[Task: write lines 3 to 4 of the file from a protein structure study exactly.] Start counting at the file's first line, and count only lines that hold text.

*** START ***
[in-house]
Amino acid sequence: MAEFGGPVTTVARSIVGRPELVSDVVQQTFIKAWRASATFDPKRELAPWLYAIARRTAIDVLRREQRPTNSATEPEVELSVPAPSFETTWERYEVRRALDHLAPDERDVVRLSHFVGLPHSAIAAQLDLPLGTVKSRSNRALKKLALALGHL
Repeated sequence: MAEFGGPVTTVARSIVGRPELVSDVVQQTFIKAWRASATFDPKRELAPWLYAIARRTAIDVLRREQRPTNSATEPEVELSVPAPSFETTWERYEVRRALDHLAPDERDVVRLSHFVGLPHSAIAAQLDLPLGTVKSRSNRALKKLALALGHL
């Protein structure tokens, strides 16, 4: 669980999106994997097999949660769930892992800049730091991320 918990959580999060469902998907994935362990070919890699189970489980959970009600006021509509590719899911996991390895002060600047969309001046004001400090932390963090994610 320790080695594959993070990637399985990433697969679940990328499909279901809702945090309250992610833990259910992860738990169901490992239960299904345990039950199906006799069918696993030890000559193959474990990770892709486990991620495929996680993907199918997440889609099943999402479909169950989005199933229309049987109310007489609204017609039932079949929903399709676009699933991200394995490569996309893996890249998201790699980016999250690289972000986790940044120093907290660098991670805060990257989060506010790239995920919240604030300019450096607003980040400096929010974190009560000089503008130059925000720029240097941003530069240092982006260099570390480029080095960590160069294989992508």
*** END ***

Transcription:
Repeated sequence: MAEFGGPVTTVARSIVGRPELVSDVVQQTFIKAWRASATFDPKRELAPWLYAIARRTAIDVLRREQRPTNSATEPEVELSVPAPSFETTWERYEVRRALDHLAPDERDVVRLSHFVGLPHSAIAAQLDLPLGTVKSRSNRALKKLALALGHL
């Protein structure tokens, strides 16, 4: 669980999106994997097999949660769930892992800049730091991320 918990959580999060469902998907994935362990070919890699189970489980959970009600006021509509590719899911996991390895002060600047969309001046004001400090932390963090994610 320790080695594959993070990637399985990433697969679940990328499909279901809702945090309250992610833990259910992860738990169901490992239960299904345990039950199906006799069918696993030890000559193959474990990770892709486990991620495929996680993907199918997440889609099943999402479909169950989005199933229309049987109310007489609204017609039932079949929903399709676009699933991200394995490569996309893996890249998201790699980016999250690289972000986790940044120093907290660098991670805060990257989060506010790239995920919240604030300019450096607003980040400096929010974190009560000089503008130059925000720029240097941003530069240092982006260099570390480029080095960590160069294989992508």